Monday, March 12, 2012

Update on Worms

Last night I posted a translated article about a horrific rape and mutiliation of a young girl in the German city of Worms. Our German translator JLH has sent some follow-up information on the incident.

Also: Other sources have written to say that the victim was a Yezidi, rather than a Muslim Kurd.

Here’s what JLH found out:

Interesting what you can learn from Gates of Vienna comments.

One of them gave a reference that indicated the girl was a Kurd, so I followed it to a short English report that did say that, and then a reference from there to the story in what I think is the small local paper, Nibelungen-Kurier, which interviewed the girl and her mother at the hospital.

The story there indicates that the physical damage required one operation and another to come, but does not give the impression of life-long debility. The “social and psychological” effects may be worse. She was indeed badly slashed with the bottle. The perpetrators may even have soaked her in alcohol and thought about setting her on fire but did not.

She had met them in before in the same bar and may have tried to tell police about their “drug history,” so this could have been a revenge act.

According to the mother, they left her lying naked in her blood and went on partying. It is interesting that this girl, who may have been a Kurd, was named “Sandra.” A rather kafir name. And the fact that she was willing to talk to the cops also makes her a little more West than Middle East.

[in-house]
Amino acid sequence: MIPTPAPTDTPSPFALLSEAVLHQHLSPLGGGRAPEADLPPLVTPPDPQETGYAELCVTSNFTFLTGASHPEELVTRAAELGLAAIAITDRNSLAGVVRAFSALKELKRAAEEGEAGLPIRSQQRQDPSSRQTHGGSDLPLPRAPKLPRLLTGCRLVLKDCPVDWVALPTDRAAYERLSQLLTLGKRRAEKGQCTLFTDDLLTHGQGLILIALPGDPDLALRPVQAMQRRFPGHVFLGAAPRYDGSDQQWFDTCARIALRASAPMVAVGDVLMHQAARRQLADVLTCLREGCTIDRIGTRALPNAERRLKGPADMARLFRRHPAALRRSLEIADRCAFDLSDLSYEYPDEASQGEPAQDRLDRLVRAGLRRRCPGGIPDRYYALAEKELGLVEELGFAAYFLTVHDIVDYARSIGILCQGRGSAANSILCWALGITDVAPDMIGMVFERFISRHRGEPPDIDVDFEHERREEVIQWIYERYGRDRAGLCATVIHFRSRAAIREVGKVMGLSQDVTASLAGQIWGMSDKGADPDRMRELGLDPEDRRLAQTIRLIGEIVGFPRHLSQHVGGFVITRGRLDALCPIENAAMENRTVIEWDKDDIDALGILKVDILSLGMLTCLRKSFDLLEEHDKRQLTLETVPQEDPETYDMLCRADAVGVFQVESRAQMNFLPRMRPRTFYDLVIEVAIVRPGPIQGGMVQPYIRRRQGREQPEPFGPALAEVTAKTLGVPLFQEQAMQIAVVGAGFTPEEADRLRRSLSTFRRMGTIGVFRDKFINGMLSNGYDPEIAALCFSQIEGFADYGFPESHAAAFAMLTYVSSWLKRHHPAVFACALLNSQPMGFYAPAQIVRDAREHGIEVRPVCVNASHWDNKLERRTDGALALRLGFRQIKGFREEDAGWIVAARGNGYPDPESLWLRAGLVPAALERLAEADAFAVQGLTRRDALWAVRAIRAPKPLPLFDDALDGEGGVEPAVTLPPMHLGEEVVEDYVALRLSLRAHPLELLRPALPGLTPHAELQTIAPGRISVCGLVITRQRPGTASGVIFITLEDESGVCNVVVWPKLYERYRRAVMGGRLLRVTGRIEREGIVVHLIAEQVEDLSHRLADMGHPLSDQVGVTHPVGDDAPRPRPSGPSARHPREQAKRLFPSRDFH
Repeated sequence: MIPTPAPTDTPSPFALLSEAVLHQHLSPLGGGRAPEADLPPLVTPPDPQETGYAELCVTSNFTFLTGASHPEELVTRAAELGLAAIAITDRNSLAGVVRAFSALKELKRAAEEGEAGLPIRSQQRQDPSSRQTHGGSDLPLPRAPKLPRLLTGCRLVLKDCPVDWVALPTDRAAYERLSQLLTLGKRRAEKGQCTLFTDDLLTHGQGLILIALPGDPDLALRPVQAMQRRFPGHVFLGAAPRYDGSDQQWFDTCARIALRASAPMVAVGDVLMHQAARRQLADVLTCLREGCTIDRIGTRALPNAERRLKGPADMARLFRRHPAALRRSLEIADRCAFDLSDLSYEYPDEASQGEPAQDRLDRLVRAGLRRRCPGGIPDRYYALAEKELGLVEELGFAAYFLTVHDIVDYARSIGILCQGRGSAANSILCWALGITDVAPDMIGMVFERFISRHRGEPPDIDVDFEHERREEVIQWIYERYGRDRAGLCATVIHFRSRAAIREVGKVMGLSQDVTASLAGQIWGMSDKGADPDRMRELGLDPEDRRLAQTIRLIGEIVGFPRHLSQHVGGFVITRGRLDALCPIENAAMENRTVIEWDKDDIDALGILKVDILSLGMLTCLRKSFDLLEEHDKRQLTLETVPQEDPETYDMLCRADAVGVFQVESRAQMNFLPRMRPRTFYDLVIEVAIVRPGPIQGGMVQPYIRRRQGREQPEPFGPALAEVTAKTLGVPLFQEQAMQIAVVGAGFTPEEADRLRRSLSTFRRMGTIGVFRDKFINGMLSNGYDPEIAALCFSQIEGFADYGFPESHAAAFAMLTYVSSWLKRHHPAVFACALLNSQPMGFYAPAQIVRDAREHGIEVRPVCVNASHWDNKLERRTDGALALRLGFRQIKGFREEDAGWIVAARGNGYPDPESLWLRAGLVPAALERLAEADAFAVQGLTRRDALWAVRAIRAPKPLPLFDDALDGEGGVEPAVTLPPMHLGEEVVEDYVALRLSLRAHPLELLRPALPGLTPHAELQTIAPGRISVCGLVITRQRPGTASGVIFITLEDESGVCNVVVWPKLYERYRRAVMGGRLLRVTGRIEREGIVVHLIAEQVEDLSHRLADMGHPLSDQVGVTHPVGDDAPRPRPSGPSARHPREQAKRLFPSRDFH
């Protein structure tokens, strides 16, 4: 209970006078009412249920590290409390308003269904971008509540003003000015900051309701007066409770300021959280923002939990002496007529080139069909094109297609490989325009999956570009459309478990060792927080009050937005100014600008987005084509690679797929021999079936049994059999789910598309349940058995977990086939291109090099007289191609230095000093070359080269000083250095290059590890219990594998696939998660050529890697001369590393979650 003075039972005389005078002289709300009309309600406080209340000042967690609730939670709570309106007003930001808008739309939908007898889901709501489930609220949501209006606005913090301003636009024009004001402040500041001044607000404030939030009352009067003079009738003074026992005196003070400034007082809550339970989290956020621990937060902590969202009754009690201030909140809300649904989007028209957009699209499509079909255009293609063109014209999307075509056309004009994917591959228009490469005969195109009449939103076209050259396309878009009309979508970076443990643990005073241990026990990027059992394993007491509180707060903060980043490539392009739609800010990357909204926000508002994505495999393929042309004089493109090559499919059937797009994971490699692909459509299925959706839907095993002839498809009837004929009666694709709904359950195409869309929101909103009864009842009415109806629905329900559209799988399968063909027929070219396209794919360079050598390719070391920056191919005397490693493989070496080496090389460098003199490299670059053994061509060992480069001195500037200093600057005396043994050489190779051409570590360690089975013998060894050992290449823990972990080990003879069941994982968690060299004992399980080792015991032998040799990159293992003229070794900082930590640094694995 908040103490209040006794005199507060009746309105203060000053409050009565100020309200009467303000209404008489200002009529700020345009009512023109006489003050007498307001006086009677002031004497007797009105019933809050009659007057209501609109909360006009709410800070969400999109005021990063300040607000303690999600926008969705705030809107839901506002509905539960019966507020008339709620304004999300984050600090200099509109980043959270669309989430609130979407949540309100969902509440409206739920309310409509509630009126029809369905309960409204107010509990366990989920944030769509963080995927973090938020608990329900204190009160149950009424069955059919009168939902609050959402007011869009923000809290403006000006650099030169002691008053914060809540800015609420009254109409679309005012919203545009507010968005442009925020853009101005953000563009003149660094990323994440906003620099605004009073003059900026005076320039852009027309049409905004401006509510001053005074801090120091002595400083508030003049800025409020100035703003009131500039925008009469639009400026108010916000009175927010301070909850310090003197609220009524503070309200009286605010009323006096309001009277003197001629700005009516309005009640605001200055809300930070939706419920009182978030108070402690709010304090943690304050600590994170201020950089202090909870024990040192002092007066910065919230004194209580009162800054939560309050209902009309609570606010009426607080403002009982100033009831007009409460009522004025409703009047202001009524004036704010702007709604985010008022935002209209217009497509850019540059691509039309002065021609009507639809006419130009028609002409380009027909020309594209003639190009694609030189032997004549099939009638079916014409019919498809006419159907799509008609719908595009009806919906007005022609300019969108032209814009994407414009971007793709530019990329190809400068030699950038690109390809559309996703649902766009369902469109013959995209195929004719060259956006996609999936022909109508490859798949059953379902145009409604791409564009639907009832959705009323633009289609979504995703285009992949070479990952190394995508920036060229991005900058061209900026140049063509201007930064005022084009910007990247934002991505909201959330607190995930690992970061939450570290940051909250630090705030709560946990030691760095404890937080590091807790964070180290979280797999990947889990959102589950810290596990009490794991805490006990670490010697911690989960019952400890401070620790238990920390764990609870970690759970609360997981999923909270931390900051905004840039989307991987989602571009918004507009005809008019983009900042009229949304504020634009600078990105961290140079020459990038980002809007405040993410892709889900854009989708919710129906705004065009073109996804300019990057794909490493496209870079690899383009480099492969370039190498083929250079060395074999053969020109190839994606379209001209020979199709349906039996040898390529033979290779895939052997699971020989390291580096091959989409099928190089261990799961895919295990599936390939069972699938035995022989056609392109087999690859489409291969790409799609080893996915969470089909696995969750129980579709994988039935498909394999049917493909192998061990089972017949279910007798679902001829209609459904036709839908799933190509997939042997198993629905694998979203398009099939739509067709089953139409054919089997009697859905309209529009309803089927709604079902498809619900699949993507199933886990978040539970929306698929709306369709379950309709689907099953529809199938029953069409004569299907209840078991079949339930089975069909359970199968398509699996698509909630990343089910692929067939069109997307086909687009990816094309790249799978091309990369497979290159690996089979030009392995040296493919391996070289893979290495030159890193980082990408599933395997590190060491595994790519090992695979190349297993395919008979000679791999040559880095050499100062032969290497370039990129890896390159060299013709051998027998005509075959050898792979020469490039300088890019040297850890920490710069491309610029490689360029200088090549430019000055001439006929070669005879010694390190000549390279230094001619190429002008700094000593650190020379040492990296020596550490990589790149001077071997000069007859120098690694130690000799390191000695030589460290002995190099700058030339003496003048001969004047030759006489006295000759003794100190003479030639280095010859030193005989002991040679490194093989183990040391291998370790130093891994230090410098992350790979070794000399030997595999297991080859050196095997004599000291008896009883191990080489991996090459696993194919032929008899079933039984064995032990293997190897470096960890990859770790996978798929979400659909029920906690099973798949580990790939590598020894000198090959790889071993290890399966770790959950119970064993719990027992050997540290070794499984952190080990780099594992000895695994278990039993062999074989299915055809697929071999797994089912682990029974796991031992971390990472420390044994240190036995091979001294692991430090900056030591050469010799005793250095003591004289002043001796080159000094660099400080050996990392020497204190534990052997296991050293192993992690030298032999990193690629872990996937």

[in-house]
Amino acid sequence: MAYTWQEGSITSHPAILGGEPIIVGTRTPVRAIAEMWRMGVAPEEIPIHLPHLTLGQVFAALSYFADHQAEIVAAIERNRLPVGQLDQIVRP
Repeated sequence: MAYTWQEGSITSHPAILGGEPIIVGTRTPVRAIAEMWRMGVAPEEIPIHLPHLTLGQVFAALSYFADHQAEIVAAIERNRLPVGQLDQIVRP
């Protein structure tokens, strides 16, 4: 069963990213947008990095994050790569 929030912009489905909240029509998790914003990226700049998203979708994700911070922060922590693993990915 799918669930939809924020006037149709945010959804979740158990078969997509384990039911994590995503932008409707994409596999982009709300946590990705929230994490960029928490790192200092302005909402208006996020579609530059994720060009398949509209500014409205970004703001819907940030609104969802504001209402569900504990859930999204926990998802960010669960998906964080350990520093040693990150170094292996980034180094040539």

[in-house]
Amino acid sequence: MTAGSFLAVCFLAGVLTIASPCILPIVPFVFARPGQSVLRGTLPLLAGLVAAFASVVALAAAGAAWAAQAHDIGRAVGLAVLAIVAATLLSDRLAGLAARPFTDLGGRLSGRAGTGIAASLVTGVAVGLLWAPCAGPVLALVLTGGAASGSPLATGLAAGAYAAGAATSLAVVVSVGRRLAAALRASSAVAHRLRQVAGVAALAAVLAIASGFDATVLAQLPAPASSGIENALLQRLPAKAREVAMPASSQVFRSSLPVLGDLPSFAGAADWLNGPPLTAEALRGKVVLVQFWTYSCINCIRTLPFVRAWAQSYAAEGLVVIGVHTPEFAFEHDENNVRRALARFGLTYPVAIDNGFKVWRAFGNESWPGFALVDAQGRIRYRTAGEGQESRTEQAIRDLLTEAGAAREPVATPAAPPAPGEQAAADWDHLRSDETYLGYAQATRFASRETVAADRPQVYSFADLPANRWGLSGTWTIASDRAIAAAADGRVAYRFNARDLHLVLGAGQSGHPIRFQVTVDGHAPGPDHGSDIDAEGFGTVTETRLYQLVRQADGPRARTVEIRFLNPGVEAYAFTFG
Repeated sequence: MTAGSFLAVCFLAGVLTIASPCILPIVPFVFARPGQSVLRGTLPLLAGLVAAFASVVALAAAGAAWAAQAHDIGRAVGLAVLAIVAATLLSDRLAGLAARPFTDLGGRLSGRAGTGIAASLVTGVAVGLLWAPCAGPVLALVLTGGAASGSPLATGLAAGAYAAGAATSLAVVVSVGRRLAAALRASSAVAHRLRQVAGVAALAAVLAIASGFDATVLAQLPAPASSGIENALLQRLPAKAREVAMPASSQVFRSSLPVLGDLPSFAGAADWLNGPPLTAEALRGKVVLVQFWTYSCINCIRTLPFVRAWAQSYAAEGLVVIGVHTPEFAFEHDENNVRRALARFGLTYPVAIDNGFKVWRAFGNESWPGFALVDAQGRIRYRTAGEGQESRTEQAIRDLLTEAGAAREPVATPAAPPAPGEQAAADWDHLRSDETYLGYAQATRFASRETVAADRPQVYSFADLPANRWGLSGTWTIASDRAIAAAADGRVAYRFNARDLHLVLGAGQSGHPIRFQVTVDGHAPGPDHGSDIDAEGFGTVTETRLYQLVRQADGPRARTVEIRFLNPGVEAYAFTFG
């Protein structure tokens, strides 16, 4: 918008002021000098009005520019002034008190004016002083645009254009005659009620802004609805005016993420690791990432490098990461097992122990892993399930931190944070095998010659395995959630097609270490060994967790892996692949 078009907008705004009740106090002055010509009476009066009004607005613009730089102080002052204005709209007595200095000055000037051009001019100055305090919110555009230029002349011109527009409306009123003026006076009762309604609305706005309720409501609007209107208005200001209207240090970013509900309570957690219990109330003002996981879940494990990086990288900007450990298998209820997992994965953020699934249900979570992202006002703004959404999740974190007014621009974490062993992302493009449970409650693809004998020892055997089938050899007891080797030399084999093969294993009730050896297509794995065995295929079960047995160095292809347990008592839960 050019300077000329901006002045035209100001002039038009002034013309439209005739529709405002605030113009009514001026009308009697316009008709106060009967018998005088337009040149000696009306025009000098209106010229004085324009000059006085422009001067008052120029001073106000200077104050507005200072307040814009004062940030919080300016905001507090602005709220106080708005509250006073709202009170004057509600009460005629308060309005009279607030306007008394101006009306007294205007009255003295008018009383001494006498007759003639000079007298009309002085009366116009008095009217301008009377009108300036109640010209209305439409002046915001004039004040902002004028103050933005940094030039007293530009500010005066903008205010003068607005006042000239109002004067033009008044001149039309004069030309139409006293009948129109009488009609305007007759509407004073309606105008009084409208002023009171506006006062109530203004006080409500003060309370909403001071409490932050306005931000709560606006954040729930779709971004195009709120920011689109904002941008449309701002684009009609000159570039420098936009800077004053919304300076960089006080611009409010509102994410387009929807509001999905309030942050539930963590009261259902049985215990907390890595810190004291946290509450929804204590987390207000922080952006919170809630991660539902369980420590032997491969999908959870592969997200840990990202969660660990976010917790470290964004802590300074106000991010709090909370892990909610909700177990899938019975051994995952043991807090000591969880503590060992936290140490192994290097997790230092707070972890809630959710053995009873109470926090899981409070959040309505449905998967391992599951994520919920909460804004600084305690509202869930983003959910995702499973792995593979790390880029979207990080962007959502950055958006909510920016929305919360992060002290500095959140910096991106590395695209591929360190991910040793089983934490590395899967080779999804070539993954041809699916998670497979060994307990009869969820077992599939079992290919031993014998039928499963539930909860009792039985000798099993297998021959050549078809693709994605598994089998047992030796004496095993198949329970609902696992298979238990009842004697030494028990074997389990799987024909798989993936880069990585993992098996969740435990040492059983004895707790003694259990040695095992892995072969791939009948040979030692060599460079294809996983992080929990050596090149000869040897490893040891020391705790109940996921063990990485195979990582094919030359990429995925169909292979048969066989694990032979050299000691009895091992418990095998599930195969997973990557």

This may provide some insight into what happens to those invisible “moderate” Muslims when they get out of line.


Anonymous said...

Worms, back in April 1521

"Luther's Trial at the Diet of Worms

Luther was brought into the diet the day after he arrived. It was April 17, 1521.

25 books were laid before him on a table, and he was asked two questions, given in both German and Latin.

Are these books yours?
Will you recant them?

He hesitated, apparently intimidated by the setting and huge crowd of dignitaries, and he acknowledged in a barely audible voice—both in Latin and German—that they were his.

He then asked for time to consider the second question because the matter involved the salvation of his soul and the truth of the Word of God."

Qualis Rex said...

Luther chose unwisely. Let's hope the rest of Europe does not follow suit.